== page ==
Top 10 Things About The South  

The smell. Whoo-ee, right when we got off of the airplane the beautiful smell of greenery was right there waiting for us. You don't realize exactly how deadening New York is to the nose until you get out of it. During the eight days we were in Louisiana, we were always stopping to sniff the air for fresh jasmine, cottonwood and freshly mown grass.
The danger. I almost got mugged because I walked three or four blocks too far into the wrong neighborhood, and the drunken fratboy lunacy on Bourbon Street has been more than well documented. Everything felt like it was teetering on a very thin line between sanity and total rioting chaos. It's a party town 365 days a year, but it's at the very end of the party, when you just want the fat slob dorks to go home.
The food. Jesus Christ, the food in New Orleans was some of the best I've ever had in my life, and I'm a fat disgusting pig. From a huge plate of delicious boiled spicy crawfish monsters at Felix's to a breakfast of eggs with andouille sausage and Bananas Foster at Brennan's to the bizarre sitdown dinner at a converted plantation; it was a gastronomic crazyfest.
The weather. Coming off of a typical frosty-assed New York winter, to step out of the airport to something above 50 degrees was a pleasant shock to the system. Aside from a day-long monsoon that coincided with our day trip out of the city, it remained crisp, cool, clear and warm for the duration. Supposedly it gets intolerably humid, but I'm not there then.
The local and regional products. A popular pineapple soda pop. "Bunny" brand bread with a smiling cartoon rabbit on the package. "Chubs" brand peanuts with a smiling kid in a baseball cap, his cheeks protruding under the weight of dozens of stored peanuts. Call me a nerd, but this kind of shit makes me happy.
The totally inexplicable behavior. As we were walking to the New Orleans Museum of Art, there's a field off to the side of the museum where people have picnics and generally enjoy the weather. A guy had set up a volleyball net and as we walked by he took out a bottle of lighter fluid and began squirting it onto a patch on the ground. He emptied nearly half the bottle, squatted down and lit the grass on fire, and then stood back a few steps to watch his handiwork.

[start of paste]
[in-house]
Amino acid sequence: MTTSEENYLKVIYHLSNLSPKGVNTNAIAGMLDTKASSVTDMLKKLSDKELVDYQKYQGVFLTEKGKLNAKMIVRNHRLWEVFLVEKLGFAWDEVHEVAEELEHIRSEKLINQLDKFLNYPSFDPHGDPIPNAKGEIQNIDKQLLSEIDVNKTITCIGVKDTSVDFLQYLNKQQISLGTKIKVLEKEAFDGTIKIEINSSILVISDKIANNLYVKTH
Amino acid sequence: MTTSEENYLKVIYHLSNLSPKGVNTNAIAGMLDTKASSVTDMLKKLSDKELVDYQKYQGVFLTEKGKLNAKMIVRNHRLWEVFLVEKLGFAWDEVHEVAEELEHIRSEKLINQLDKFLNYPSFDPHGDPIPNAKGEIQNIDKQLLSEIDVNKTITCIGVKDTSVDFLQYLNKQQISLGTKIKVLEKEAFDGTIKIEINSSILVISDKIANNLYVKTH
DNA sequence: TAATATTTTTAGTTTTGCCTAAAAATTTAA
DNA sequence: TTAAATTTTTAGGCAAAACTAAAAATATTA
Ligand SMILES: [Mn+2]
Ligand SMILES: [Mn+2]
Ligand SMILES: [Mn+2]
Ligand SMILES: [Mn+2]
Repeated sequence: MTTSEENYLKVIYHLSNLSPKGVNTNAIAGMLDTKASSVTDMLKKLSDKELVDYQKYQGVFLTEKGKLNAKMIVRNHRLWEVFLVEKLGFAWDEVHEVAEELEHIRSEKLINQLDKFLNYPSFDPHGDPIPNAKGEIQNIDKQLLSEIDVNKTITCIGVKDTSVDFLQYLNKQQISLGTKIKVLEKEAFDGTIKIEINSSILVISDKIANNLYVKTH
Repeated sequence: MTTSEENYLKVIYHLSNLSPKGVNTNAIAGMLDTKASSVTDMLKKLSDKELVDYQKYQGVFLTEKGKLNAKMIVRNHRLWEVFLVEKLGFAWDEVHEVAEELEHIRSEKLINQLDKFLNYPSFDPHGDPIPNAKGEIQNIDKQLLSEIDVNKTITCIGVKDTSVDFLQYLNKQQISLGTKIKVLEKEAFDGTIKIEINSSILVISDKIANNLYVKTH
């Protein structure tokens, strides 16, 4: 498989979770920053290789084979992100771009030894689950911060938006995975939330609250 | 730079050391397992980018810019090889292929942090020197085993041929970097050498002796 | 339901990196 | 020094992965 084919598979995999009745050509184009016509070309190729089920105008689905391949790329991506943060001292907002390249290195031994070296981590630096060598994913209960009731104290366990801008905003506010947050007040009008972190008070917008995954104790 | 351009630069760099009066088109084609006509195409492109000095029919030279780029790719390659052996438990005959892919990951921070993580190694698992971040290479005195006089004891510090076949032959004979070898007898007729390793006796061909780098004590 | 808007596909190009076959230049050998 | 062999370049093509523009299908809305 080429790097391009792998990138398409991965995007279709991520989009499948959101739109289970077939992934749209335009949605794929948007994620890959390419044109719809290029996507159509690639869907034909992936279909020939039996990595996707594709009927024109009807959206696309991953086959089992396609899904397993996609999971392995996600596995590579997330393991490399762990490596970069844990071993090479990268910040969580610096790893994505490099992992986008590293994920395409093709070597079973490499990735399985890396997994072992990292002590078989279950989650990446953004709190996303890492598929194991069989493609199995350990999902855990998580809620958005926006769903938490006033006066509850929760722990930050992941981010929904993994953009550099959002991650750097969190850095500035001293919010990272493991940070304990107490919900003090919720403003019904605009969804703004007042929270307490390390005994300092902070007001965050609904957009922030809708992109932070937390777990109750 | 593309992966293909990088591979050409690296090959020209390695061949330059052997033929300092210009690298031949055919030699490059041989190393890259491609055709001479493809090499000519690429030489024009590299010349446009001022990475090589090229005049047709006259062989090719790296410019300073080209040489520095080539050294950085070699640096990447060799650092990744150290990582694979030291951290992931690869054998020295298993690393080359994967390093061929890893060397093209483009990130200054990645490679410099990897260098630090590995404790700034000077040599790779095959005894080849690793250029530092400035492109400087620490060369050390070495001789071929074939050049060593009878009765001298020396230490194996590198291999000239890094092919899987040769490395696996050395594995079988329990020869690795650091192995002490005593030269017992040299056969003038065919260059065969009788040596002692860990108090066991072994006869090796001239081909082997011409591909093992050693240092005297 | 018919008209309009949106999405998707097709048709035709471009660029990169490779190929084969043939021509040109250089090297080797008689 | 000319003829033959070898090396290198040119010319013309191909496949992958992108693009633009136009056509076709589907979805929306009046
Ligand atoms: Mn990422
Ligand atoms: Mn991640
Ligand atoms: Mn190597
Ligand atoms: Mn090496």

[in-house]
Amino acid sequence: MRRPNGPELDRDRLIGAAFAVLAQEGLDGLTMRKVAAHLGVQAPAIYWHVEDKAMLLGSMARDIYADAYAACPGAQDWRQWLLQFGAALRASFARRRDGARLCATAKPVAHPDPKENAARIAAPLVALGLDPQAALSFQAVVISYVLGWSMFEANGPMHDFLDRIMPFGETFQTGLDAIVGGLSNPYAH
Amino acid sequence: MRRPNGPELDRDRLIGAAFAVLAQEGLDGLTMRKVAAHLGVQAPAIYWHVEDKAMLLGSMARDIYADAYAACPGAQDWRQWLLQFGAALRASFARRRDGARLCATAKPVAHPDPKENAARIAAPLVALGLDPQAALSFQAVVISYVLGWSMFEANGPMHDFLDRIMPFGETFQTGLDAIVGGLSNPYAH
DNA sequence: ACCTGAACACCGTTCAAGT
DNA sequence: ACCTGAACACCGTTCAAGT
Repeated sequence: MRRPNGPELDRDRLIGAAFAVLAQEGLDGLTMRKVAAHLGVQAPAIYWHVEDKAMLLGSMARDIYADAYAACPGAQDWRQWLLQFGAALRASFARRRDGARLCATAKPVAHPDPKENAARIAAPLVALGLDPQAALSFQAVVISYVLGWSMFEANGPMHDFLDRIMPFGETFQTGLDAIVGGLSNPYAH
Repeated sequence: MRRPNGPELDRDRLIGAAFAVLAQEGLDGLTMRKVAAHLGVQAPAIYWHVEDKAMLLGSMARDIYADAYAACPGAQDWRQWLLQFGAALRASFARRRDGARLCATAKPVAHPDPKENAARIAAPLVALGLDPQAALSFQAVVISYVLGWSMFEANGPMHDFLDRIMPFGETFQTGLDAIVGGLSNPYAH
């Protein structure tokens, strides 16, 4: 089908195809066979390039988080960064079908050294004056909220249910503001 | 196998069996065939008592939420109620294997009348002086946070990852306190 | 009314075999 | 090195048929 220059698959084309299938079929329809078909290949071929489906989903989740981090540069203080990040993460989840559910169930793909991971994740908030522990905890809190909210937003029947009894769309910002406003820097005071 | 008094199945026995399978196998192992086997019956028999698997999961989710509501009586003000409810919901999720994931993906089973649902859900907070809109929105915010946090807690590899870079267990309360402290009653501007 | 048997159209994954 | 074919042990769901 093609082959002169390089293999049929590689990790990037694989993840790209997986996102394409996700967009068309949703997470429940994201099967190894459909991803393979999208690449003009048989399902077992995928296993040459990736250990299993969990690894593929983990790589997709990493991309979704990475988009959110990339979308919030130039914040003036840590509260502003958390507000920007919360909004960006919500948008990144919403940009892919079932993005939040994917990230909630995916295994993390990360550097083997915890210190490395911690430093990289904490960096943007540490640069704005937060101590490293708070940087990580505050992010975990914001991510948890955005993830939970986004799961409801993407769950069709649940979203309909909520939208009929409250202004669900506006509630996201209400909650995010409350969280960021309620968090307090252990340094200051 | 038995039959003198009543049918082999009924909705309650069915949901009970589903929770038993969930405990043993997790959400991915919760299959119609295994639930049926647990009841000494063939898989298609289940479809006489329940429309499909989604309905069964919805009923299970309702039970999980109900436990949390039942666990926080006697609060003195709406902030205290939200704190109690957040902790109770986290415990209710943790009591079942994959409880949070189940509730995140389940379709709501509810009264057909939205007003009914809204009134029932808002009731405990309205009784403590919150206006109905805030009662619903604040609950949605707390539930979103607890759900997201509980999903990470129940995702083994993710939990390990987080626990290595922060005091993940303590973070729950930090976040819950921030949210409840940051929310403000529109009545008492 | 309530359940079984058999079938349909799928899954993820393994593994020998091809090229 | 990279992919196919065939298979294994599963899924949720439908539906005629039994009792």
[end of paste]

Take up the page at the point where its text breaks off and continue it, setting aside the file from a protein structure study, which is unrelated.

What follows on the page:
The public drinking. Drive-through daquiri stands, for God's sake. No open container laws. People walking down the sidewalk before noon with cups of beer in their hands. Jesus Christ, it's like a high school senior's paradise. And we were never carded, nor was there even the pretense of such activity occurring.
The hospitality. Everybody, and I mean everybody, wanted to talk, from taxi drivers who would interrogate us on where we'd been and what we'd seen, to our next-door neighbor, who would hold court out on the porch with a glass of wine and a voluble knowledge of presumedly anything and everything. It wad great, if a little hard to deal with as a New Yorker.
The racism. If you're not afraid of African-Americans before you go down south, you will be by the time you get back. Segregation is still very much in effect south of the Mason-Dixon, and if you're a honky out at night and you step to the wrong side of certain invisible lines, you're fucked. I almost got mugged on Dumaine St. but cooler heads prevailed. I got very, very lucky.
The coming home. I missed a lot of stuff, from the subtle must of my apartment to the gray rustle of my girlfriend's cat, and I knew that you all would be getting pretty pissy if I didn't get back soon. As soon as I can fire up the scanner I've got some crazy stuff to share. See you soon.